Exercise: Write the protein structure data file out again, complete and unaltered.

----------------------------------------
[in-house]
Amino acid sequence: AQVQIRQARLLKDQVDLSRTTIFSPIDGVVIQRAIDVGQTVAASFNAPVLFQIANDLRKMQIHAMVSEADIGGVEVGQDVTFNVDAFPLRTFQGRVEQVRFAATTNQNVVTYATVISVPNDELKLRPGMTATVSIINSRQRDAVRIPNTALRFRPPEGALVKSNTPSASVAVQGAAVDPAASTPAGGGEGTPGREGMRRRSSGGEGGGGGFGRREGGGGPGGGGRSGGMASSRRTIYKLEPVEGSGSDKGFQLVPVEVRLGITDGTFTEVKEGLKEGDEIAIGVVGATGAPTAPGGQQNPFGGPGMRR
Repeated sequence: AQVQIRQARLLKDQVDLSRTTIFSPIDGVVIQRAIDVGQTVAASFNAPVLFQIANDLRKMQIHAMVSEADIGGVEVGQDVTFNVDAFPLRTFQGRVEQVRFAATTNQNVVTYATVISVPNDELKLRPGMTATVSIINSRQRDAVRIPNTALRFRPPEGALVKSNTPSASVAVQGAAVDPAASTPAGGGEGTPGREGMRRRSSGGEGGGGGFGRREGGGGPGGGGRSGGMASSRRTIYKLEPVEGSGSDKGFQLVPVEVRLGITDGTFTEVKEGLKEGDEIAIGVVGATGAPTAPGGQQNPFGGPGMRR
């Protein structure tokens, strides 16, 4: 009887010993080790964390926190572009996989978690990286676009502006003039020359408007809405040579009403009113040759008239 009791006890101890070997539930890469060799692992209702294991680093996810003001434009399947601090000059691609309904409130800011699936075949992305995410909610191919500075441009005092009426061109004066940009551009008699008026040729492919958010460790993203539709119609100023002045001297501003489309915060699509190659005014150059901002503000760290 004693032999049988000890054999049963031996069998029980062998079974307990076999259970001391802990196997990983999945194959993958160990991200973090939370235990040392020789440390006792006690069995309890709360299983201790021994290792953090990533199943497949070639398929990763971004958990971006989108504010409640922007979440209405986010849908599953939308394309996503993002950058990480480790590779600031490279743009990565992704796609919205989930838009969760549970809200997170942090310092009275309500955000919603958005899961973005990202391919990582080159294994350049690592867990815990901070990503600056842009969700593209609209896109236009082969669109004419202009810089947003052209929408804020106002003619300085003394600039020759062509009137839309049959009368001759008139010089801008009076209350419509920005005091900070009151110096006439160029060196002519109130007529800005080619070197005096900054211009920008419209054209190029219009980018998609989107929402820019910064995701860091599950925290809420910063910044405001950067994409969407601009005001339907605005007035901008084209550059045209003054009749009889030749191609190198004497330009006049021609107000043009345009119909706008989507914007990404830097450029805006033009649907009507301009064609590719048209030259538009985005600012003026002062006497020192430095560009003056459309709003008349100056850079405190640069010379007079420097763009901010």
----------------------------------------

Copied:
[in-house]
Amino acid sequence: AQVQIRQARLLKDQVDLSRTTIFSPIDGVVIQRAIDVGQTVAASFNAPVLFQIANDLRKMQIHAMVSEADIGGVEVGQDVTFNVDAFPLRTFQGRVEQVRFAATTNQNVVTYATVISVPNDELKLRPGMTATVSIINSRQRDAVRIPNTALRFRPPEGALVKSNTPSASVAVQGAAVDPAASTPAGGGEGTPGREGMRRRSSGGEGGGGGFGRREGGGGPGGGGRSGGMASSRRTIYKLEPVEGSGSDKGFQLVPVEVRLGITDGTFTEVKEGLKEGDEIAIGVVGATGAPTAPGGQQNPFGGPGMRR
Repeated sequence: AQVQIRQARLLKDQVDLSRTTIFSPIDGVVIQRAIDVGQTVAASFNAPVLFQIANDLRKMQIHAMVSEADIGGVEVGQDVTFNVDAFPLRTFQGRVEQVRFAATTNQNVVTYATVISVPNDELKLRPGMTATVSIINSRQRDAVRIPNTALRFRPPEGALVKSNTPSASVAVQGAAVDPAASTPAGGGEGTPGREGMRRRSSGGEGGGGGFGRREGGGGPGGGGRSGGMASSRRTIYKLEPVEGSGSDKGFQLVPVEVRLGITDGTFTEVKEGLKEGDEIAIGVVGATGAPTAPGGQQNPFGGPGMRR
């Protein structure tokens, strides 16, 4: 009887010993080790964390926190572009996989978690990286676009502006003039020359408007809405040579009403009113040759008239 009791006890101890070997539930890469060799692992209702294991680093996810003001434009399947601090000059691609309904409130800011699936075949992305995410909610191919500075441009005092009426061109004066940009551009008699008026040729492919958010460790993203539709119609100023002045001297501003489309915060699509190659005014150059901002503000760290 004693032999049988000890054999049963031996069998029980062998079974307990076999259970001391802990196997990983999945194959993958160990991200973090939370235990040392020789440390006792006690069995309890709360299983201790021994290792953090990533199943497949070639398929990763971004958990971006989108504010409640922007979440209405986010849908599953939308394309996503993002950058990480480790590779600031490279743009990565992704796609919205989930838009969760549970809200997170942090310092009275309500955000919603958005899961973005990202391919990582080159294994350049690592867990815990901070990503600056842009969700593209609209896109236009082969669109004419202009810089947003052209929408804020106002003619300085003394600039020759062509009137839309049959009368001759008139010089801008009076209350419509920005005091900070009151110096006439160029060196002519109130007529800005080619070197005096900054211009920008419209054209190029219009980018998609989107929402820019910064995701860091599950925290809420910063910044405001950067994409969407601009005001339907605005007035901008084209550059045209003054009749009889030749191609190198004497330009006049021609107000043009345009119909706008989507914007990404830097450029805006033009649907009507301009064609590719048209030259538009985005600012003026002062006497020192430095560009003056459309709003008349100056850079405190640069010379007079420097763009901010």